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G-7 Talks Leave Pruitt and USA as Climate Change 'Footnote'

13 Juin 2017

In Italy over the weekend, McKenna met with U.S. Environmental Protection Agency Administrator Scott Pruitt, and said she "made it clear that the Paris Agreement is not open for renegotiation". The draft statement asked member countries to sign off on their continued commitment to the global pact to fight climate change, the report said. "It was very sad to see the United States was relegated to a footnote on climate action". Last week, Foreign Affairs Minister Chrystia Freeland argued in a seminal speech to the House of Commons that Canada can no longer rely on the USA for global leadership. It "will continue to engage with key worldwide partners in a manner that is consistent with our domestic priorities, preserving both a strong economy and a healthy environment".

"The only legal framework for climate negotiations is the accord and objectives fixed in Paris and there is no doubt that they are irreversible", said Hulot, a former TV star and a longstanding environmental campaigner who was persuaded to enter government by new French President Emmanuel Macron.

A communiqué released Monday included a statement that the environment ministers of Canada, France, Germany, Italy, Japan, the United Kingdom and European commissioners responsible for climate "reaffirm strong commitment to the swift and effective implementation of the Paris Agreement".

But Der Spiegel reported that Trudeau suggested to Merkel that the planned G20 communiqué could be limited to energy issues, without mentioning the Paris Agreement.

As a result, the USA said it would not join those sections of the communique on climate and multilateral development banks. Any new USA administration could rejoin within 30 days, Kerry said.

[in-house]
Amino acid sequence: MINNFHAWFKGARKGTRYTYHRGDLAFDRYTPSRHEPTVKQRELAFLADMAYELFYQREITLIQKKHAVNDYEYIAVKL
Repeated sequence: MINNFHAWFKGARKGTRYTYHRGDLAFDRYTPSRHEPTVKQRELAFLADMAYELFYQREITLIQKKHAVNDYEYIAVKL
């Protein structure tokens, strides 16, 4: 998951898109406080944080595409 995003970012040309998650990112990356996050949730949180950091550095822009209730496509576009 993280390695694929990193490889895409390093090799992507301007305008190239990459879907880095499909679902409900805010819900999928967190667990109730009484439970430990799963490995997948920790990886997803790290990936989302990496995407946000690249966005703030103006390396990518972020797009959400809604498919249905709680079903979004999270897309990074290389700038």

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The 2015 accord, backed by almost 200 countries, aims to limit global warming to 2 degrees or less by 2100, mainly through pledges to cut carbon dioxide and emissions.

The U.S. did participate in other aspects of the 15-page statement on sustainable development and private sector financing of climate change adaptation. He has said the USA could try to re-enter the deal under more favorable terms, but the European Union - and in particular Italy, France and Germany - have said the Paris accord cannot be renegotiated.

A two-day ministerial meeting of the Group of Seven (G7) nations ended in the northern Italian city of Bologna on Monday, confirming the split between the United States and its six major allies on climate change. Rather, it says that the accord is "the global instrument for effectively and urgently tackling climate change and adapting to its effects". However, the U.S. President announced the withdrawal four days later.

France's environment minister, Nicolas Hulot, said he hoped many countries would follow France's lead in scaling up their pledges and accelerating the timetable on implementing Paris benchmarks in response to the US withdrawal.

"Let us make sure that Europe takes its part in this economic opportunity", he said.